Lt Herbert Percival Rimington


1898 May 5. Born Medway, Kent.

1901 census at Rochester, Kent

1911 census at Prior Hotel, Walton Le Soken, Tendring, Essex, England (Fanny Rimington is with her parents)

1917 Aug 1. Commissioned 2nd Lt in Royal West Kent

1918 Feb 10. The unit's War Diary records that 2/Lt. H.P. Rimington reported for duty at Mondescourt, Northern France (from 3/4th Bn. R.W. Kent Regt.). The battalion went back into the line on February 26th, taking over a section of trenches south of St. Quentin. They were relieved on March 12th, this short introduction being Rimington's only experience of front line service with 7th Bn. before the Germans unleashed their massive Spring Offensive less than 10 days later.

1918 Mar 21. Taken Prisoner of War. Rimington was one of 20 officers and approximately 577 men of 7th R.W. Kents reported as casualties, and is noted in the War Diary as missing. He was later reported a prisoner, and repatriated after the armistice. The virtual destruction of the battalion is described in the Regimental History, by C.T. Atkinson:

When, on March 21st, 1918, the long-expected German attack at last developed The Queen’s Own had two battalions in the front line, exposed to the full weight of the terrific bombardment which ushered it in. For both the 7th and 8th Battalions March 21st began a time of severe trial; both were to suffer terribly, the 7th indeed was almost wiped out, both were to do splendidly and add greatly to their laurels.

The 7th returned to the “Forward Zone” in its Divisional sector South of St. Quentin two days before the attack. It had barely settled down before, on the afternoon of the 20th, the warning “Prepare for attack” came round. A raid on the front of the neighbouring Corps had revealed the fact that the enemy were massing near St. Quentin and must be on the point of attacking. A night of anticipation was followed at 4.30 next morning by the outburst of the heaviest bombardment the 7th had ever experienced. At that hour it was still dark, but as dawn came nearer it became evident that the morning was going to be shrouded in the thickest of mists, under cover of which the enemy would be able to approach undetected to within 30 or 50 yards. The mist was the greater disadvantage because it presented the conditions which the new system of defence was least well adapted to meet. This depended on good visibility. The whole scheme of defended localities sweeping intervening spaces with crossfire was paralyzed by the all-pervading mist. The German tactics of “infiltration,” pushing forward through weak points or gaps in the enemy’s line and so outflanking the positions at which their advance was held up, could not have been tried under more favourable circumstances than on March 21st. Instead of the garrisons of the posts in the “Outpost Zone” having a good field of fire and supporting each other with enfilade fire they were practically blinded; and as the situation of most of the chief redoubts and defended localities and even of the supporting artillery was well known to the enemy, the mist was no obstacle to their being shelled by the map. At the Battalion Headquarters of the 7th all the overhead shelters were destroyed almost at once, the officers’ mess being the first to take fire, and the accuracy of the bombardment was on a parallel with its intensity.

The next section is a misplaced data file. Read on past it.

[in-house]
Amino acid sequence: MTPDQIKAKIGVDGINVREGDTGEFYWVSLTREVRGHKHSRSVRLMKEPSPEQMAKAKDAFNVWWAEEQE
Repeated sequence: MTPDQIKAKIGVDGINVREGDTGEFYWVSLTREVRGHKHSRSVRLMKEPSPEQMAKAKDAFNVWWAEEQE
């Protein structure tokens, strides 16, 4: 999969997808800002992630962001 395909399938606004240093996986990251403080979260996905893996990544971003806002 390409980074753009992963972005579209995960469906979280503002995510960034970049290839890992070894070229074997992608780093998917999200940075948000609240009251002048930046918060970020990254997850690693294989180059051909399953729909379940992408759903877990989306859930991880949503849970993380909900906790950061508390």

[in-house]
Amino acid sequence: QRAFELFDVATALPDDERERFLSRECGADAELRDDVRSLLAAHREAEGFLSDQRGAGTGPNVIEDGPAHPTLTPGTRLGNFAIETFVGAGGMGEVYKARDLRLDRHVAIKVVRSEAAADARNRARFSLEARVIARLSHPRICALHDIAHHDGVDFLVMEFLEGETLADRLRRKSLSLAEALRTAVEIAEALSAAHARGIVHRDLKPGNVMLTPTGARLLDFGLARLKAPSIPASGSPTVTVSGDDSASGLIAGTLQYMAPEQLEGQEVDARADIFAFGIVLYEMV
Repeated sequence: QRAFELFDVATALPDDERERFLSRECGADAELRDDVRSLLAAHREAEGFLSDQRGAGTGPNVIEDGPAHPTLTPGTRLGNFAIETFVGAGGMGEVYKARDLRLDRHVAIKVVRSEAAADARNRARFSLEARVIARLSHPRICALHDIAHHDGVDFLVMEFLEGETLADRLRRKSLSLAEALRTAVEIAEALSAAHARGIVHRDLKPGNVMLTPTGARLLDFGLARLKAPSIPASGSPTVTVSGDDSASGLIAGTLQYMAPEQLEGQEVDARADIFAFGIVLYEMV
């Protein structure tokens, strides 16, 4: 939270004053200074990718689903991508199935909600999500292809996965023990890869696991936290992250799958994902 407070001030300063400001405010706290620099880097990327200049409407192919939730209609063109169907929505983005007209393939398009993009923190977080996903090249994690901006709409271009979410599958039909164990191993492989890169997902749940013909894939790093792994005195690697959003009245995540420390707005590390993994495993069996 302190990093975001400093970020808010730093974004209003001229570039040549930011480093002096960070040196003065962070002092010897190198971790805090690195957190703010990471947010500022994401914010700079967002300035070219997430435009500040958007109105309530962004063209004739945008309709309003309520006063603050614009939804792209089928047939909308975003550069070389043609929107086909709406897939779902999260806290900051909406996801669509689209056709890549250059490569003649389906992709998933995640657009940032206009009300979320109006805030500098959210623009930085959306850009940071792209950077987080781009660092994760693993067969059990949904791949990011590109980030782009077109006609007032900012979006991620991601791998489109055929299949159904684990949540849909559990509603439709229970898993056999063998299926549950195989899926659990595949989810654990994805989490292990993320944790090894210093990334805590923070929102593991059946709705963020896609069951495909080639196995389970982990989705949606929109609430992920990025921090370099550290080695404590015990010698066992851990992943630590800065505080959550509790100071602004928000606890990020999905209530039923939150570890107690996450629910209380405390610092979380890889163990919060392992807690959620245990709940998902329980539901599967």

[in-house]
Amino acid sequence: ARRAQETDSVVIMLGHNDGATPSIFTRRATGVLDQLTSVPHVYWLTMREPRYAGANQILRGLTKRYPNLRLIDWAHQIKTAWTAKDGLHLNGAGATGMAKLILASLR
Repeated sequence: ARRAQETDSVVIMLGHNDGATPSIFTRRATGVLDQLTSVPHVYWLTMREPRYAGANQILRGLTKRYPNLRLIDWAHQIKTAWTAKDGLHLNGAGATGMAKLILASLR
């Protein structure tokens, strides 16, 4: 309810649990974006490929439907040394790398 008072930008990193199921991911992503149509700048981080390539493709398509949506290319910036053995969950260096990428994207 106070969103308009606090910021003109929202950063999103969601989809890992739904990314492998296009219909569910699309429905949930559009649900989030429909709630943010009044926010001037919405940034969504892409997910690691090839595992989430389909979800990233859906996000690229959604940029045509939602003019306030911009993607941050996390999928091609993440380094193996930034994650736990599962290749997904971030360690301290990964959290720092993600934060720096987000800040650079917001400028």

Shortly after the bombardment opened all wires were cut and except for a few runners and wounded men hardly any of A and C Companies who were in the 7th’s front posts got back even as far as Battalion Headquarters at Durham Post on the road from Moy to LyFontaine. Actually the German infantry attack did not develop till about four hours after the bombardment began, by which time heavy casualties and much damage had been inflicted by it. About 8 a.m. the platoon of C which was in Moy itself, was ordered back to its Company Headquarters on the Western edge of Moy, but found German infantry swarming up the little valleys on both sides. A stout resistance was offered by the platoon, who found good targets for rifles and Lewis guns and inflicted many casualties on the enemy before it was overwhelmed. One of the few survivors, L/Cpl. Purdham, emptied twenty drums from his Lewis gun into the Germans during this fight. Captain Watts and the small party at C’s Headquarters, finding the Germans working round both flanks, effected a retirement to Durham Post about 11 a.m. C’s post at Le Vert Chasseur further to the right, which 2nd Lieut E. A. Thomas’s platoon was holding, was attacked rather later. 2nd Lieut. Thomas was wounded at the outset, but the platoon sergeant took charge and put up a fine fight, holding the enemy at bay for some time; indeed it was only after he had been xx and the Lewis gun disabled that the post was finally rushed, only three survivors getting away. A Company on the left was also attacked in overwhelming force, but held out with magnificent devotion and tenacity, inspired by the fine examples set by Lieut. S.A. French and Sergt. Coleman, both of whom died at their post. It was overpowered in the end, but apparently rather after C, for at 11.15 a message from it reached Battalion Headquarters, timed 10.25 a.m., and reporting that the Germans had penetrated the line to its right.